Norwalk, Conn.-With citizens increasingly concerned, if not outraged, about soaring national deficits, the Governmental Accounting Standards Board has added to its agenda a project on economic condition reporting and fiscal sustainability.
GASB project manager Lisa R. Parker said that moving the project to the active agenda did not necessarily mean that the board sees a need for a standard in this area. The need will be determined as the board explores definitions of economic condition reporting and three components that the board has tentatively decided should be part of it: financial position, fiscal capacity and service capacity.
"We're really going to dissect the major issues that surround fiscal sustainability before we even begin to have any discussions around what, if anything, a standard might look like," explained Parker.
Depending on the result of the deliberations, Parker said, the board might decide to move toward merely suggested guidelines, or it could go so far as to require a new basic financial statement.
The board decided to take on the project after staff research determined that users of governmental financial information see a need for new kinds of information, including indications of how a government arrived at its current condition and how that relates to assessing its future financial viability.
Parker revealed that the board also is reacting to widespread citizen calls for more transparency and accountability at all levels of government.
"Considering the current economic downturn, which has created a growing national concern for fiscal sustainability issues at the federal level, as well as state and local government levels, this appears to be an especially appropriate time for the board to consider the issue of economic condition and fiscal sustainability," she said.
The project comes on the heels of the Federal Accounting Standards Advisory Board's Statement 36, on reporting comprehensive long-term fiscal projections of the federal government. It focuses on budget and services. The GASB project is likely to go further by looking at new areas of information.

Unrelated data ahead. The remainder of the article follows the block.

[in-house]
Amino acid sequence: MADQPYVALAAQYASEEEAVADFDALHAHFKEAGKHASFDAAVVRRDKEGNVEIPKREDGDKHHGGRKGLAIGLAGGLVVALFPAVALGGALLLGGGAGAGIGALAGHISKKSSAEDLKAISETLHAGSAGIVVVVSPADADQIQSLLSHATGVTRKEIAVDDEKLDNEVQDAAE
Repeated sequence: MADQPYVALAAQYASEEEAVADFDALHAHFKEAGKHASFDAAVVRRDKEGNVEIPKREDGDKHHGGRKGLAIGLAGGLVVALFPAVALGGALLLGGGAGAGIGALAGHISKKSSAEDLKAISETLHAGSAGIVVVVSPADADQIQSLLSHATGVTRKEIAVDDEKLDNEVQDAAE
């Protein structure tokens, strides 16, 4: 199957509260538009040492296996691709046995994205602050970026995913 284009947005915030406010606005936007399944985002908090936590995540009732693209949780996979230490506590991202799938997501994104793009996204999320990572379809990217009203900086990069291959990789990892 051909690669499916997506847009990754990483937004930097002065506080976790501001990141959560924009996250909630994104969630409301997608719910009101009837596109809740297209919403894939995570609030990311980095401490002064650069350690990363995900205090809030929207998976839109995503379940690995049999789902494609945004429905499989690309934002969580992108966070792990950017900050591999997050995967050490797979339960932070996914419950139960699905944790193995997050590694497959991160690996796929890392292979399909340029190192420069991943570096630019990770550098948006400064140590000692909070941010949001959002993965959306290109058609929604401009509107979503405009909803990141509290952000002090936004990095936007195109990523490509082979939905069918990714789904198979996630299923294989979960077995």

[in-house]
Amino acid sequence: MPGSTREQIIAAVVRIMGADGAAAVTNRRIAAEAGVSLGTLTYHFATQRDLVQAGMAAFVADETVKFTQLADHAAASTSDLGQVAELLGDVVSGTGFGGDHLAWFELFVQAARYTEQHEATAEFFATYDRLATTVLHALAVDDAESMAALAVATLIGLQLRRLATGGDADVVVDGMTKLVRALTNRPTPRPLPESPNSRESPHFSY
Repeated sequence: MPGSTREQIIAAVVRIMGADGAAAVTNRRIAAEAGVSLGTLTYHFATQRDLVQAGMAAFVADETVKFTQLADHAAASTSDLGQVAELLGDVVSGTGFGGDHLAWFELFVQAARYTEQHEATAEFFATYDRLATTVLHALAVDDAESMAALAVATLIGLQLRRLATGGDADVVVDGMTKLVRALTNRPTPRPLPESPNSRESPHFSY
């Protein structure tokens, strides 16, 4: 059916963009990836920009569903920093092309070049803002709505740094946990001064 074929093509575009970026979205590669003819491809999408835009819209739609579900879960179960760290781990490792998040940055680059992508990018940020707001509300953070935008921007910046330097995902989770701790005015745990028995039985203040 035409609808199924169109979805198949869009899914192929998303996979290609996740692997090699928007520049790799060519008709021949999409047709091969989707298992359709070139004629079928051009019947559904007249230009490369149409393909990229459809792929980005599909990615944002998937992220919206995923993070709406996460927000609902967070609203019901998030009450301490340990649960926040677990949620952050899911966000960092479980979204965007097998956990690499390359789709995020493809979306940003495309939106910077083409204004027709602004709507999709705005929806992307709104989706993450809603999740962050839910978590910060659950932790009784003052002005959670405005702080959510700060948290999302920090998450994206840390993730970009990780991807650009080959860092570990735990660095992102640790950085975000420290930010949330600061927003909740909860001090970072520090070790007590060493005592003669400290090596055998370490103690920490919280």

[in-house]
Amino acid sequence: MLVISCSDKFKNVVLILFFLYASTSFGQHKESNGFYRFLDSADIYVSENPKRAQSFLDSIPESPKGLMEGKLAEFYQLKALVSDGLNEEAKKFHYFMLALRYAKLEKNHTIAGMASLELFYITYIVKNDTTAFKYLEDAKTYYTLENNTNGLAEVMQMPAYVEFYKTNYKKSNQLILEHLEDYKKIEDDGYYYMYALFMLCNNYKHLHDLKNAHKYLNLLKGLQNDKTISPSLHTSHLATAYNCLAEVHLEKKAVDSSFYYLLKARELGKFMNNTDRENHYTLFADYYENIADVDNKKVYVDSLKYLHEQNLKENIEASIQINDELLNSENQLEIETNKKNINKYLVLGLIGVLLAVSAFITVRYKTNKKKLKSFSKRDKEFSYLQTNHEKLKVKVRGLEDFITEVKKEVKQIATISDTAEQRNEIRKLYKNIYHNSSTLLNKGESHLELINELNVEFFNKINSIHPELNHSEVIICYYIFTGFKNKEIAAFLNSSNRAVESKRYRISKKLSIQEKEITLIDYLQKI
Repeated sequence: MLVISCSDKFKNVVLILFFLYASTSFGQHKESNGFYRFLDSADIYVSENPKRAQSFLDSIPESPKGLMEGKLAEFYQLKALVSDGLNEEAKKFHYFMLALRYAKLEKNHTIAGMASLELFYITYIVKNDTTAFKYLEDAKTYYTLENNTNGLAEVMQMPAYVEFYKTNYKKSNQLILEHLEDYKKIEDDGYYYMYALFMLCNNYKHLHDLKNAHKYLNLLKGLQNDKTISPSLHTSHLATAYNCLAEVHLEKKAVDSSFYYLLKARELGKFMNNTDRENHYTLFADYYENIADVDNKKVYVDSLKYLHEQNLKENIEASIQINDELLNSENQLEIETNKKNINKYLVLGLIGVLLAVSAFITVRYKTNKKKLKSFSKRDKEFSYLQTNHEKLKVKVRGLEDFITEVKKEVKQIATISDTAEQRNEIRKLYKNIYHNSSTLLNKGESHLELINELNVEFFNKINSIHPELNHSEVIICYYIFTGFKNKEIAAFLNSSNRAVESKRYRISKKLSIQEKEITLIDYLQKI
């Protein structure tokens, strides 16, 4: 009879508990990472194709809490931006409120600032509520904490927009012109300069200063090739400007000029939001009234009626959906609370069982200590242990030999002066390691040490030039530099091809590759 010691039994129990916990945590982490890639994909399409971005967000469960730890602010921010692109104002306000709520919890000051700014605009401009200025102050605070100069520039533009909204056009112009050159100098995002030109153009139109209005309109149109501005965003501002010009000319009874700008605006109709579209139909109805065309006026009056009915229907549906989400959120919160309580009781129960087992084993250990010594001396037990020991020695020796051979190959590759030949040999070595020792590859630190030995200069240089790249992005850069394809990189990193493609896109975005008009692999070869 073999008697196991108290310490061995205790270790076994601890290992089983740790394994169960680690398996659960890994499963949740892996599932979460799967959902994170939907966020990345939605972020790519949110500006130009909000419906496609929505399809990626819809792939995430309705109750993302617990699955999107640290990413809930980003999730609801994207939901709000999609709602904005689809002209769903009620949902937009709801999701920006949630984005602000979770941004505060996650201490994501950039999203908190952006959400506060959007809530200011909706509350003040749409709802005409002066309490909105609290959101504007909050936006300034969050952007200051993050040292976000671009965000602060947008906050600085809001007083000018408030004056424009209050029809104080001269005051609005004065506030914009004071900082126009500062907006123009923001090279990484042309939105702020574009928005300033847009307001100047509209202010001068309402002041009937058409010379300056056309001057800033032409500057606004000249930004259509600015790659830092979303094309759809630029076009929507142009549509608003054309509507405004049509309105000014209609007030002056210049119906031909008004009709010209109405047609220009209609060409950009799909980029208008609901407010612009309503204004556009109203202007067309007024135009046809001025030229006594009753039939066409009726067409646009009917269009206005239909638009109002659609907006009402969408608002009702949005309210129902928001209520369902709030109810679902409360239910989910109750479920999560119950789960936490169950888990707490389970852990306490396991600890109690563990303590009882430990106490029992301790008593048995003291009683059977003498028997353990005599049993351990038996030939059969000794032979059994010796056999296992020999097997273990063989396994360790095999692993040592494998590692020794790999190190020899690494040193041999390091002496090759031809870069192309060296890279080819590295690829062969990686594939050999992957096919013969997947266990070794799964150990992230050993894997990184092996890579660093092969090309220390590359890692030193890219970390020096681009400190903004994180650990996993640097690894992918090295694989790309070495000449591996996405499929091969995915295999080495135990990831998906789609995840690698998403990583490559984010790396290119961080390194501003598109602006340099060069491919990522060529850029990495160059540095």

Though GASB has not gathered information on the financial difficulties of state and local governments, Chairman Robert Attmore said that the more information that is provided on this issue at all levels of government, and the more we raise the awareness of a situation before it worsens, the better policymakers will be able to consider options and make decisions.
The ongoing research on economic condition reporting builds on the issuance of Statement 44, on the statistical section of financial reports. The scope of that statement was limited to existing categories in the statistical section. The current project is expected to expand that scope to address additional issues that users have identified as important.
Parker emphasized that the project may involve projections, but it is not about predictions.
"This project is not about predicting the future," she said. "Although the GASB will consider the potential need for projections based on current fiscal policy, the project is expected to focus on information that users need to assess fiscal sustainability and economic condition."
While it's too soon to know the direction the board may take - deliberations are not due to begin until August - research identified eight areas where users would like to see more information.
Five were no surprise to the board's researchers: the ability of a particular government to raise sufficient future resources, to maintain or improve delivery of public services, to meet financial obligations, to achieve intergenerational equity, and to understand the impact of interdependencies between various governments.
One complaint among users was that though these kinds of information might exist under current standards, they aren't always easy to find.
"Although some of these things might individually be presented in various financial documents or other places, nowhere is it succinctly presented to allow them to make an assessment of fiscal sustainability," Parker explained.
Research uncovered three less expected components of information that users would find useful: the effects of the underlying economy, the potential effects of changing demographics, and political willingness to make decisions that will keep a government fiscally sound.
Risks associated with interdependencies between governments relate to the ways that one government is reliant on another - for example, a municipal government relying on revenues and programs provided by state and local governments. Such funding and services can change, impacting the fiscal stress on the state.
Noting that the project is one well worth pursuing, Massachusetts deputy comptroller Eric Berman reiterated the importance of linking these interdependencies to economic condition.
"State and local governments have been getting pneumonia for the last few years, and it was only the federal stimulus funds that kept some states propped up to where they are," he said. "Economic condition reporting would go a long way to show that interdependency of local governments on state governments and states on the federal government."
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